Festival Of The Vagina Comes To SydneyThe festival brings together diverse artists, educators, performers and musicians with the common theme of removing the taboo around the genitalia.

On 29 June 2013, Sydney will host Australia’s second Festival of the Vagina. The first was held in Melbourne in March as part of the 101 Vagina Book Launch and Exhibition and attracted around 1000 visitors.

The Festival of the Vagina brings together Sydney’s diverse artists, educators, performers, and musicians, with the common purpose of removing the taboo and shame that many people still feel around their genitalia.

The curator of the festival, Philip Werner, is also the creator of the 101 Vagina project, a coffee-table book comprising 101 beautiful black and white photos of vaginas taken front on in a standing pose. Rather than intending to shock, the book embraces the sharing of story, experience and wisdom with each photograph being accompanied by a message from each of the women about her vagina to the world.


One of the highlights of the Festival of the Vagina will be the 101 Vagina Exhibition, in near life-size format. The exhibition parallels the book by aiming to break down the taboo surrounding vaginas and the shame many women feel about their sexuality by generating dialogue and acceptance.

The award-winning artist collective, 107 Projects, will play host to this unique event in Sydney in its spacious gallery at 107 Redfern Street, Redfern.

The book took over two years to complete and a successful crowdfunding campaign funded the first print run. Now published by Taboo Books, 101 Vagina is available for sale online at the 101 Vagina website and selected bookshops.

According to Werner, 101 Vagina and the Festival of the Vagina are about “breaking down the taboos and body image shame that prevent so many women from feeling comfortable with their bodies. Various media are awash with messages that women are not fine the way they are, but instead, need to buy this product or have that operation, in order to become ‘normal.”

“It’s rubbish. One outrageous example is that while most women’s labia minora protrude from their labia majora, Australian censorship law prevents such normal vaginas from being shown in soft-core, unclassified porn. They have to be airbrushed away. Our law! And cosmetic surgeons are offering to do physically what Photoshop does virtually.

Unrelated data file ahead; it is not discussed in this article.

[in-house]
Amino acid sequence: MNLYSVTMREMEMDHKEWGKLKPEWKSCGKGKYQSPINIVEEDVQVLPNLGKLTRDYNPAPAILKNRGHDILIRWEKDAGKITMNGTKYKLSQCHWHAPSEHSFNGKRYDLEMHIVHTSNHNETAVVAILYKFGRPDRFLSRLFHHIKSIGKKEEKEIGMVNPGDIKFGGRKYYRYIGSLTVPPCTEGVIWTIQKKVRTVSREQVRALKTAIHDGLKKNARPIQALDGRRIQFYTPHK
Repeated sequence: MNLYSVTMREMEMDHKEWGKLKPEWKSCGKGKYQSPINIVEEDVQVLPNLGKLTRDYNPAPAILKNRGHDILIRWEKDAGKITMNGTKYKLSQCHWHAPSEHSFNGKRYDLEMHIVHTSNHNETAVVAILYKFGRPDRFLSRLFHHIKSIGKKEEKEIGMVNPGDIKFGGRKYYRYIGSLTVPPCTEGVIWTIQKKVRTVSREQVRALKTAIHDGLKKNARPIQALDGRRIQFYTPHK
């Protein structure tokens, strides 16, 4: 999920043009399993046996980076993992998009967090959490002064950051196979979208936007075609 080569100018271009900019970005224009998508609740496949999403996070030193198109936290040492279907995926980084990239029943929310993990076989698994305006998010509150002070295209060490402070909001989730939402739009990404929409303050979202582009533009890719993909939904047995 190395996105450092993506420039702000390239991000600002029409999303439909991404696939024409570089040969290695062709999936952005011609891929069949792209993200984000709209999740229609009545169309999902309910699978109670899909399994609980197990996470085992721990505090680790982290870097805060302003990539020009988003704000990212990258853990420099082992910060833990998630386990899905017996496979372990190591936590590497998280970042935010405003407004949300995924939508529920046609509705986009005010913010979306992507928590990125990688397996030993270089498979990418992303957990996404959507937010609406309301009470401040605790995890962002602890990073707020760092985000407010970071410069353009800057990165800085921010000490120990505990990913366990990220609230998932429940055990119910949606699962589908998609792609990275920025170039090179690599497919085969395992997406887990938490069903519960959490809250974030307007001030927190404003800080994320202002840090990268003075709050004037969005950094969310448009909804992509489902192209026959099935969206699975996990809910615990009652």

All this needs to change and there are many movements afoot to counter these ignorant censorship decisions and commercially exploitative interests. The Large Labia Project Tumblr blog, another Australian project, recently gained widespread international media attention for showing the world a real picture of how normal women look. There are vagina crafternoons, where crafty types get together to sew, bake, knit, or paint genitalia. Many educational workshops, events and sex therapists are all working to correct the distorted messages.

There is also increasing debate about why we ban female genital mutilation, while plastic surgeons are allowed to charge tens of thousands for labiaplasty as if that is not female genital mutilation. Not to mention male genital mutilation, circumcision.
In this milieu, 101 Vagina and the Festival of the Vagina are confronting, delighting, uniting and dividing people in equal measure. Some feminists are decrying another “man exploiting women”, while others are lauding the creation of more body acceptance and dialogue. Some sex educators have criticised the book for showing only black and white “closed leg’ photos rather than up close colour images, while others are celebrating the depiction of all shapes and sizes and the sharing of powerful stories. Some take delight in the celebration, others feel confronted. The vagina draws powerful responses from many quarters.

Attendees will find themselves surrounded by the 101 photos taken for the 101 Vagina book over the course of two years, along with the 101 stories, messages written by the women from or about their vaginas to the world. Other artists work will also be on display, including works from the day’s crafternoon activities. The evening will then see a variety of workshops, speakers, performers and musicians contribute their take on what vagina love means to them and why it’s important.